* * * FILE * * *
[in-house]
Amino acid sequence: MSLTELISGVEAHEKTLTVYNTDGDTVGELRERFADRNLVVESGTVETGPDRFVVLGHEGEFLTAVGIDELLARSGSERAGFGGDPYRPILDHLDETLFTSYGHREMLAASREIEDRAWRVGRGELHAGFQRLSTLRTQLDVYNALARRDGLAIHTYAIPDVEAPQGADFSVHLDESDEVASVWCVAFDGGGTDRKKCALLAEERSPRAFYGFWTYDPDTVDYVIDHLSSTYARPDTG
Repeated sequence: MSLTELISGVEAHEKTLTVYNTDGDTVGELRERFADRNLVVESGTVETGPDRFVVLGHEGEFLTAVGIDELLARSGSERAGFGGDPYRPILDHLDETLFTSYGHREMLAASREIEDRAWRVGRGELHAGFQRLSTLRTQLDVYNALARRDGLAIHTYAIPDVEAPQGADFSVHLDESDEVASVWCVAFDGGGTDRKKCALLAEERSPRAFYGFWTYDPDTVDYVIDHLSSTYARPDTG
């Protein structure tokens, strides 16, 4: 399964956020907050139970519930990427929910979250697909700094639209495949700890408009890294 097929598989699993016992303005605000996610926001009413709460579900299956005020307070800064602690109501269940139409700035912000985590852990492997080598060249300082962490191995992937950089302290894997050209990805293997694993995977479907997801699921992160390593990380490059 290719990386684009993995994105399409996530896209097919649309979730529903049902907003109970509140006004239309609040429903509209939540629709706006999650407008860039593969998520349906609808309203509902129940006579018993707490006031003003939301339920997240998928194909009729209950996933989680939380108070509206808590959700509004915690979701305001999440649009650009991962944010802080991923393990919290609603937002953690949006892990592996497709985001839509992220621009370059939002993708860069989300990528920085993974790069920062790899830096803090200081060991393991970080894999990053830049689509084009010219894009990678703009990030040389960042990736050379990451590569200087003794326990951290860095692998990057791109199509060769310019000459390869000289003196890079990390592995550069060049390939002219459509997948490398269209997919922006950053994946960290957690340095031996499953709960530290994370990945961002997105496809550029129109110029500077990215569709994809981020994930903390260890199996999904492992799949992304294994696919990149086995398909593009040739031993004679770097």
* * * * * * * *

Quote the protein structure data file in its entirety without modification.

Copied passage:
[in-house]
Amino acid sequence: MSLTELISGVEAHEKTLTVYNTDGDTVGELRERFADRNLVVESGTVETGPDRFVVLGHEGEFLTAVGIDELLARSGSERAGFGGDPYRPILDHLDETLFTSYGHREMLAASREIEDRAWRVGRGELHAGFQRLSTLRTQLDVYNALARRDGLAIHTYAIPDVEAPQGADFSVHLDESDEVASVWCVAFDGGGTDRKKCALLAEERSPRAFYGFWTYDPDTVDYVIDHLSSTYARPDTG
Repeated sequence: MSLTELISGVEAHEKTLTVYNTDGDTVGELRERFADRNLVVESGTVETGPDRFVVLGHEGEFLTAVGIDELLARSGSERAGFGGDPYRPILDHLDETLFTSYGHREMLAASREIEDRAWRVGRGELHAGFQRLSTLRTQLDVYNALARRDGLAIHTYAIPDVEAPQGADFSVHLDESDEVASVWCVAFDGGGTDRKKCALLAEERSPRAFYGFWTYDPDTVDYVIDHLSSTYARPDTG
């Protein structure tokens, strides 16, 4: 399964956020907050139970519930990427929910979250697909700094639209495949700890408009890294 097929598989699993016992303005605000996610926001009413709460579900299956005020307070800064602690109501269940139409700035912000985590852990492997080598060249300082962490191995992937950089302290894997050209990805293997694993995977479907997801699921992160390593990380490059 290719990386684009993995994105399409996530896209097919649309979730529903049902907003109970509140006004239309609040429903509209939540629709706006999650407008860039593969998520349906609808309203509902129940006579018993707490006031003003939301339920997240998928194909009729209950996933989680939380108070509206808590959700509004915690979701305001999440649009650009991962944010802080991923393990919290609603937002953690949006892990592996497709985001839509992220621009370059939002993708860069989300990528920085993974790069920062790899830096803090200081060991393991970080894999990053830049689509084009010219894009990678703009990030040389960042990736050379990451590569200087003794326990951290860095692998990057791109199509060769310019000459390869000289003196890079990390592995550069060049390939002219459509997948490398269209997919922006950053994946960290957690340095031996499953709960530290994370990945961002997105496809550029129109110029500077990215569709994809981020994930903390260890199996999904492992799949992304294994696919990149086995398909593009040739031993004679770097």